Cracking your floor tiles is one of those things in life you don’t always account for but can end up being a major inconvenience. By learning what causes them to crack, you can avoid any mishaps and simply enjoy your beautiful flooring.
Here are 10 Reasons Your Floor Tiles Crack:
Cause 1: The Concrete Substrate didn’t cure for long enough
Freshly-poured concrete contains large amounts of water and as the concrete cures, the water concrete shrinks underneath the laid down tiles causing extra strain and pressure. New concrete requires a minimum of 28 days to cure. Request a moisture test from your tiler which will help you identify whether your tiles cracked due to the concrete or not.
Cause Two: The concrete substrate has cracked
While concrete seems to be a suitable base to lay tiles down, due to age, most concrete eventually cracks. When concrete substrate cracks underneath tiles, it is transmitted to the tiles and causes long, continuous reflective cracks that extend across multiple tiles. To prevent this situation from occurring, install a crack isolation membrane over the concrete during installation.
Cause Three: Hard, sharp knocks
If you have a crack that is only located and isolated to one area on one tile, then it is likely that something hard was dropped on the floor. This is especially common in areas such as the kitchen, where heavy objects, such as cans, pots or pans often get dropped. It is advisable to always buy 10% extra in spare tiles for your home. These occurrences are considered normal wear and tear.
Cause Four: A very heavy load
The breaking strength of a tile is regulated within the industry, and most tiles meet and exceed these standards. Commercial equipment, such as fridges, do not exert enough ground pressure to exceed the breaking strength of tiles. However, industrial machinery or commercial sliding security filling racks might be too heavy. Tiles are not the right flooring to use under industrial equipment.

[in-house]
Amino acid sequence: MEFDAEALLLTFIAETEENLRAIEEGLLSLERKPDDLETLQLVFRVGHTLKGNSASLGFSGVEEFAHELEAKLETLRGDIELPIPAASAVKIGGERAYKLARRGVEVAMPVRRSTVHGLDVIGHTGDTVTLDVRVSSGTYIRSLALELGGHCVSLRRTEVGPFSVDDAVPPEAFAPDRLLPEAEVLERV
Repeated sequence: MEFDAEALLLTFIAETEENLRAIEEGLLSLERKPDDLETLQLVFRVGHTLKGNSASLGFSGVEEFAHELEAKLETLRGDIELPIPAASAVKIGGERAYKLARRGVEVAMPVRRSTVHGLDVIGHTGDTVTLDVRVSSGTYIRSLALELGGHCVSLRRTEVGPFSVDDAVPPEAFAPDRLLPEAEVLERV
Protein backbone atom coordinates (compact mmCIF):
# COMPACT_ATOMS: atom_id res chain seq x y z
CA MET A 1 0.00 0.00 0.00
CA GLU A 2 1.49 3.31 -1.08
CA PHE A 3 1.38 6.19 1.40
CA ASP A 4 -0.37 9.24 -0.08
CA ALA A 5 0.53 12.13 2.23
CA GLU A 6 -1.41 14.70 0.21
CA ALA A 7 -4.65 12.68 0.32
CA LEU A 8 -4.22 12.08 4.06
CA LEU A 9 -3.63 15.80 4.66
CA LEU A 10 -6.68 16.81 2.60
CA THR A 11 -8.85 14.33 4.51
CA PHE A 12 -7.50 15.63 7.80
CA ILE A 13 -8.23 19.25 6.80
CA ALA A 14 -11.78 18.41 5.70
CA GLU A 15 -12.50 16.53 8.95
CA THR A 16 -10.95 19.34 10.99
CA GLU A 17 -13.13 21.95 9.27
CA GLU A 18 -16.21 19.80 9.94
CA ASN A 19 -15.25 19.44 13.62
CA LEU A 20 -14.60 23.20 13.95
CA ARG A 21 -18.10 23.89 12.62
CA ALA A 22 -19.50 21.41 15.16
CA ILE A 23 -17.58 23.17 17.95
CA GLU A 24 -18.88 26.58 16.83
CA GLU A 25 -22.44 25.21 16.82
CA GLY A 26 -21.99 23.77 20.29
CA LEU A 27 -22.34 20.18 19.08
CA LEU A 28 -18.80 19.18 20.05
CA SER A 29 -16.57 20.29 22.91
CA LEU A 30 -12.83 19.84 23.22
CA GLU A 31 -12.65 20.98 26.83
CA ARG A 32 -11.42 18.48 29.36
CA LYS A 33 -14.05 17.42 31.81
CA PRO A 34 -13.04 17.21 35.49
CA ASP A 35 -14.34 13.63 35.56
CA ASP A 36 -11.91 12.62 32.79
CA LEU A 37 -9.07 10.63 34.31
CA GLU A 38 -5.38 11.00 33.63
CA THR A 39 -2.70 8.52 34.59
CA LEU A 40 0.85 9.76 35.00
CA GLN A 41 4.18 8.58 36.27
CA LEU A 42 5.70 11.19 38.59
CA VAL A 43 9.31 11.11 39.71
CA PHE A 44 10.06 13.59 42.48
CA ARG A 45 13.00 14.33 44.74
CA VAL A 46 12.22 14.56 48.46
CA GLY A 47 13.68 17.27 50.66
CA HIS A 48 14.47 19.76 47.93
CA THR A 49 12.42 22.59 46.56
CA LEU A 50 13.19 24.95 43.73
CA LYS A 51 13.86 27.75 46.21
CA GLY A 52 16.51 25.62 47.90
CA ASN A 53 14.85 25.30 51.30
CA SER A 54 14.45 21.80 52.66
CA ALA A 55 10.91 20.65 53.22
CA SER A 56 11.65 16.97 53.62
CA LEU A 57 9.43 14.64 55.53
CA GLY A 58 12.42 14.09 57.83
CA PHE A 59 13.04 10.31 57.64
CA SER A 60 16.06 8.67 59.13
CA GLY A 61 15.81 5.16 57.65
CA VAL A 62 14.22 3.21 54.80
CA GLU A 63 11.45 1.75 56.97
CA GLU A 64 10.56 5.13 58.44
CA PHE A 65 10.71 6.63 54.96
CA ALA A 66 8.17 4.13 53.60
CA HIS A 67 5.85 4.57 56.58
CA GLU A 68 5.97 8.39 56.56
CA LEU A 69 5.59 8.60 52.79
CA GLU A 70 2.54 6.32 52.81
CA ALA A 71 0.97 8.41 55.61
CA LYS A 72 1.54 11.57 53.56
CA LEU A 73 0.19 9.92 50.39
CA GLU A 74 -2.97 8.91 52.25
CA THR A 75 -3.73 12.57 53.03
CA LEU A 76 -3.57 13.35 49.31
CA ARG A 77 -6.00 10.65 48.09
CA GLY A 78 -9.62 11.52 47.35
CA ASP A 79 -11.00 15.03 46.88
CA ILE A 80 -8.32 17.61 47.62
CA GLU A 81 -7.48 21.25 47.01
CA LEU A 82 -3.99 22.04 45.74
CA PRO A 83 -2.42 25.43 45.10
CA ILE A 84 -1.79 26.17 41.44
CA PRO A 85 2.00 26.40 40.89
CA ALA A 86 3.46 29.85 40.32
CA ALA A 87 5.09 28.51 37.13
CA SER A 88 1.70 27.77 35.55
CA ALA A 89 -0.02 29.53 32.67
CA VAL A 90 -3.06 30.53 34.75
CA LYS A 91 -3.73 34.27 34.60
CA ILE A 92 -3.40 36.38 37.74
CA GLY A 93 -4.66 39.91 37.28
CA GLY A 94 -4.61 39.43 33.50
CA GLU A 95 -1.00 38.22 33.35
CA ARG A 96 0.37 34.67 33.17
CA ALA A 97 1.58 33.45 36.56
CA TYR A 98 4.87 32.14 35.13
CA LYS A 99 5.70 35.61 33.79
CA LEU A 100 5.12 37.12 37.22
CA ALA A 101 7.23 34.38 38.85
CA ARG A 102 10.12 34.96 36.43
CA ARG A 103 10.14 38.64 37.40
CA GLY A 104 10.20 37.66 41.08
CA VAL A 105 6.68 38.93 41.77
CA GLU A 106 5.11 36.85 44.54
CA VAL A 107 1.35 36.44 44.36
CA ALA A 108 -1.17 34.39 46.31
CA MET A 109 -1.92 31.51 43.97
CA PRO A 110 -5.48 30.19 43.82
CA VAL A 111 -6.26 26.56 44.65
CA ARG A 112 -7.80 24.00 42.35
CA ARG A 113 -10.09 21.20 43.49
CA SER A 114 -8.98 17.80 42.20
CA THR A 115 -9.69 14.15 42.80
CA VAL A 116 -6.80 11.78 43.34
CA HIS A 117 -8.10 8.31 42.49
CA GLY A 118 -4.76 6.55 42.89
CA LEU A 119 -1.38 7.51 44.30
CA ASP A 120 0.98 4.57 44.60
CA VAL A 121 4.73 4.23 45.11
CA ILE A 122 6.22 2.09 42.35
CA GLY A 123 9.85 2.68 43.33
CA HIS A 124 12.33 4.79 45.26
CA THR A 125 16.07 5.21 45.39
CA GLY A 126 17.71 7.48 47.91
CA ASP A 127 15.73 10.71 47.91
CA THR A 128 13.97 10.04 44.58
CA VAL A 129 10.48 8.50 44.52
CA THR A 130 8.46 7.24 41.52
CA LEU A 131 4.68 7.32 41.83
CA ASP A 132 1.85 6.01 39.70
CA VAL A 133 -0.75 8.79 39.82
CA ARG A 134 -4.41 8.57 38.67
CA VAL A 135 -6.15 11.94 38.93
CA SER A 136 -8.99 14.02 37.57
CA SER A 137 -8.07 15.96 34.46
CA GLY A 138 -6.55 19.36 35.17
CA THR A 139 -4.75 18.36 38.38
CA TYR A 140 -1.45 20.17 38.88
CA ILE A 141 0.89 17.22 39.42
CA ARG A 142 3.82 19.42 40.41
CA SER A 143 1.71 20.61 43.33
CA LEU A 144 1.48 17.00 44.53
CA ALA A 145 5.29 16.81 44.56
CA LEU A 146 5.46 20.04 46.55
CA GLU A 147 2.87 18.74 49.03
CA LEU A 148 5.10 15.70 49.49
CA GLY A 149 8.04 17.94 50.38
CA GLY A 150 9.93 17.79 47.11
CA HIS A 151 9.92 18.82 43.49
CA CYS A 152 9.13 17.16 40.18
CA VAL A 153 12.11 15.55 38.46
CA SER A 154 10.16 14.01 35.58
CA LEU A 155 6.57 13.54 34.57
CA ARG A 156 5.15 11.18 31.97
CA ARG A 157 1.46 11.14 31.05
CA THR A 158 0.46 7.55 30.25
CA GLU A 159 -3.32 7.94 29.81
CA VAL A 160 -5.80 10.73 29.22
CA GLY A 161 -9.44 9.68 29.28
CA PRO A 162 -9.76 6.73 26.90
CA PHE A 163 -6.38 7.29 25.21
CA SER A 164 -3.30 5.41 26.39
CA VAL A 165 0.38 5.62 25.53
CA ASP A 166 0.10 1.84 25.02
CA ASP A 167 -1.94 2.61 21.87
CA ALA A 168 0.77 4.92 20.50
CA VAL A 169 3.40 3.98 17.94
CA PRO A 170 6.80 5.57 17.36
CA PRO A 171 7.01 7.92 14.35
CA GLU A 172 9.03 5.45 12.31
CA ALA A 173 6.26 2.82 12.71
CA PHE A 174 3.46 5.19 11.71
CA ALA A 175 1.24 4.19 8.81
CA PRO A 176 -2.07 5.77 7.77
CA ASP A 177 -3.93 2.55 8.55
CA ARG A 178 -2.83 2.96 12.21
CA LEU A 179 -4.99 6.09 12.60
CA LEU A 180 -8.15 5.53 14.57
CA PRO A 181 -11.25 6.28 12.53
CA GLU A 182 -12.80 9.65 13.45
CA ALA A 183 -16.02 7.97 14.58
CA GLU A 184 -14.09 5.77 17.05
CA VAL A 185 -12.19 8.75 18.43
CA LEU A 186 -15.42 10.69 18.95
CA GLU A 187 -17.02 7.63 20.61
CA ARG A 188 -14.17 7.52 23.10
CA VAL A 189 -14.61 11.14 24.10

Cause Five: Tiles installed over a concrete control joint
Control joints are essentially pre-planned cracks aimed at controlling where and in which direction the crack spreads. By catering for heat expansion and cold contraction of the concrete, this can usually be contained to a straight crack line. It is not good practice to use tiles to bridge a line that will knowingly expand in future.
Cause Six: Lifted tiles and cracks
‘Tenting’ is the term used for the lifting of tiles, which is primarily caused by poor installation, improper use of adhesives or inadequate grouting and expansion joints at the edges of the room, room entrances or in very large or long rooms, such as passages. Due to lifting, this makes the tile more prone to cracking as it is no longer firmly bonded to the substrate. Furthermore, the force created from tiles expanding against each other may be enough to make a tile crack.
Cause Seven: Sub-standard tiles
While it is possible to buy sub-standard tiles, if you buy tiles from a respected professional supplier it is unlikely that this is the cause. However, ensure that the tiles that you have bought are compliant with the proper testing standards. You also need to ensure that the correct tiles have been used for the correct application.
Cause Eight: Subpar Mortar
Ceramic tiles, especially larger ones need an even distribution of mortar underneath them when installed. Any voids in the mortar underneath the tile allow room for flexibility and ultimately cracks. There needs to be an adequate amount of mortar applied to the back of larger tiles as well to ensure there’s enough coverage.
Cause Nine: Improper Subflooring
Having plywood as a base for tiling is never a good idea as it is a flexible material, meaning the tiles are more susceptible to cracking. The most suitable subfloor for ceramic tiles is a mud bed or a cement backer board over plywood in the case where a mud bed cannot be used.
Cause Ten: Missing Underlayment
If tiles are installed directly over concrete floors, it will mirror any cracks that exist on the floor i.e. if the floor cracks, it will radiate up to the tile. In order to tackle this, apply an uncoupling membrane to the concrete before installing your tiles as it bonds the two. The membrane allows for movement in the floor without having it radiate through the cracks.
For more tiling advice visit a Tiletoria near you today and speak to our friendly salespeople.